All of us at HUD welcome and applaud that you are proposing to make changes to the HOPE for Homeowners Program. As you are well aware, the initial program data, which we have shared with the committee each month since the program's inception, clearly indicates that changes are not only appropriate, but necessary. Furthermore, changes are needed as quickly as possible.
Status of Program
Let me start by reviewing the most current program data, which certainly makes the case for your proposed changes. To date, FHA has insured no loans under the program; FHA-approved lenders have taken 451 applications and 25 loans have closed. To put these figures in perspective, according to the Congressional Budget Office's original projection that the program would assist 400,000 families over three years, FHA should have insured approximately 40,000 loans by this point in time.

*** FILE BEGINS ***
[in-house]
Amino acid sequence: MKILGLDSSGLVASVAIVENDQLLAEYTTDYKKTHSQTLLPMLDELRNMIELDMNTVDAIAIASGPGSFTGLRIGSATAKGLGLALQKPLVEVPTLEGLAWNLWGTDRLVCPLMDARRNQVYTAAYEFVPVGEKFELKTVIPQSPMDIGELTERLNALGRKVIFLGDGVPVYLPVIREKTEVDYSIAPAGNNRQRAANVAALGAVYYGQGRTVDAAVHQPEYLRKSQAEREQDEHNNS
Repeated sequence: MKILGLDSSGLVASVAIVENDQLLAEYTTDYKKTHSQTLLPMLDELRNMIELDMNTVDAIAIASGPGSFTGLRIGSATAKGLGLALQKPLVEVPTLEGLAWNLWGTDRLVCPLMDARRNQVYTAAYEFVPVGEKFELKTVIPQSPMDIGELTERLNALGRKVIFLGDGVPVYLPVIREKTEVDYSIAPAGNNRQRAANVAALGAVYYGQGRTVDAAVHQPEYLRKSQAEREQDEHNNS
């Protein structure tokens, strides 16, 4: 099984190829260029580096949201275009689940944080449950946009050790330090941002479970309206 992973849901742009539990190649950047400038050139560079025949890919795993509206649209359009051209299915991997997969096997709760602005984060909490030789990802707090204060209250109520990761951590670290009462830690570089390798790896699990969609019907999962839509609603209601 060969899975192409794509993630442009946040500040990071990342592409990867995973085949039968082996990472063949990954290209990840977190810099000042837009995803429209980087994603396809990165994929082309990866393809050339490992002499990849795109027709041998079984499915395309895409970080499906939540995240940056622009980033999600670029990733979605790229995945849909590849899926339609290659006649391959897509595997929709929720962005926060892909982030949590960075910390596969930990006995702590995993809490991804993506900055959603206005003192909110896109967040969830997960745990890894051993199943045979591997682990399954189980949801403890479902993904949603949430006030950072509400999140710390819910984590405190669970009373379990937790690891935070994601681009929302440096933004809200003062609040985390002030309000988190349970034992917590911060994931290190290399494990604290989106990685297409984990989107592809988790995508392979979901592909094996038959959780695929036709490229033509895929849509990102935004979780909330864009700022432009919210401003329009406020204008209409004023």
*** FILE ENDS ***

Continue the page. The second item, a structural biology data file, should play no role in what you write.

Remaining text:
From my personal experience and that of my colleagues, collectively speaking to literally thousands of representatives from servicing, originating, and counseling organizations - programmatic restrictions and high costs have contributed to low participation rates.
Since the law passed, on July 30, 2008, we have conducted more than 100 outreach sessions in communities across the nation. We have a very extensive web site devoted to the program, which includes information for consumers, lenders, and counselors. We've posted comprehensive written training materials and a special webcast-webinar developed by Neighborworks America, so that people can simply listen and learn about the program. Between this aggressive educational campaign and the tremendous amount of publicity the program has received from the press, there is no doubt that homeowners in need of help are fully aware that it is available. In fact, since last September, the FHA call center has received more than 66,000 consumer and industry inquires regarding the program, which represents about 45 percent of all incoming calls.